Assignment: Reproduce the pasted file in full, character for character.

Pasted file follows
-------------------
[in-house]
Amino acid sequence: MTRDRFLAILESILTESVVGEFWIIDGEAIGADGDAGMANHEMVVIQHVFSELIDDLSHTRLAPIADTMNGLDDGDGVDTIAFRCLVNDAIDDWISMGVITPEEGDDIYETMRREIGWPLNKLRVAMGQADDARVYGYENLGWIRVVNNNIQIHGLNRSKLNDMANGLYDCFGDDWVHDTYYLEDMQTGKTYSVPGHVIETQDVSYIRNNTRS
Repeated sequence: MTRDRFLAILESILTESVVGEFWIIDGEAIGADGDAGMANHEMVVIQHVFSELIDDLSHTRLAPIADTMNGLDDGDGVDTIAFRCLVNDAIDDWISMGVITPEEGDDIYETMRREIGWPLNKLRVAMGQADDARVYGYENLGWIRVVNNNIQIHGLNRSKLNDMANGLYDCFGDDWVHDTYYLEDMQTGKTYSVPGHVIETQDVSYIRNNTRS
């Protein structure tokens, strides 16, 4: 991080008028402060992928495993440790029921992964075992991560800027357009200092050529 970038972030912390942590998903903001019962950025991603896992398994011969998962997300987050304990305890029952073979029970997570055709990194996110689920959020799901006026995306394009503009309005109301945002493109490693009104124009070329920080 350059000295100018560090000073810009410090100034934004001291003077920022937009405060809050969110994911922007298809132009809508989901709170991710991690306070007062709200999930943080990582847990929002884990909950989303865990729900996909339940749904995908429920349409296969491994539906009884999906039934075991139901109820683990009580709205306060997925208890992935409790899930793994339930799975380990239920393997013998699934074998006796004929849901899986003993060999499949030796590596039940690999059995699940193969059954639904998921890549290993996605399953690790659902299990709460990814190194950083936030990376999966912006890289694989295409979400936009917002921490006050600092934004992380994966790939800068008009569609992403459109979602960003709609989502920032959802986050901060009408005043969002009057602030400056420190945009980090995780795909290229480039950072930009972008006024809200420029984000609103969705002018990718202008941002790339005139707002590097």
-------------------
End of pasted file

[in-house]
Amino acid sequence: MTRDRFLAILESILTESVVGEFWIIDGEAIGADGDAGMANHEMVVIQHVFSELIDDLSHTRLAPIADTMNGLDDGDGVDTIAFRCLVNDAIDDWISMGVITPEEGDDIYETMRREIGWPLNKLRVAMGQADDARVYGYENLGWIRVVNNNIQIHGLNRSKLNDMANGLYDCFGDDWVHDTYYLEDMQTGKTYSVPGHVIETQDVSYIRNNTRS
Repeated sequence: MTRDRFLAILESILTESVVGEFWIIDGEAIGADGDAGMANHEMVVIQHVFSELIDDLSHTRLAPIADTMNGLDDGDGVDTIAFRCLVNDAIDDWISMGVITPEEGDDIYETMRREIGWPLNKLRVAMGQADDARVYGYENLGWIRVVNNNIQIHGLNRSKLNDMANGLYDCFGDDWVHDTYYLEDMQTGKTYSVPGHVIETQDVSYIRNNTRS
């Protein structure tokens, strides 16, 4: 991080008028402060992928495993440790029921992964075992991560800027357009200092050529 970038972030912390942590998903903001019962950025991603896992398994011969998962997300987050304990305890029952073979029970997570055709990194996110689920959020799901006026995306394009503009309005109301945002493109490693009104124009070329920080 350059000295100018560090000073810009410090100034934004001291003077920022937009405060809050969110994911922007298809132009809508989901709170991710991690306070007062709200999930943080990582847990929002884990909950989303865990729900996909339940749904995908429920349409296969491994539906009884999906039934075991139901109820683990009580709205306060997925208890992935409790899930793994339930799975380990239920393997013998699934074998006796004929849901899986003993060999499949030796590596039940690999059995699940193969059954639904998921890549290993996605399953690790659902299990709460990814190194950083936030990376999966912006890289694989295409979400936009917002921490006050600092934004992380994966790939800068008009569609992403459109979602960003709609989502920032959802986050901060009408005043969002009057602030400056420190945009980090995780795909290229480039950072930009972008006024809200420029984000609103969705002018990718202008941002790339005139707002590097």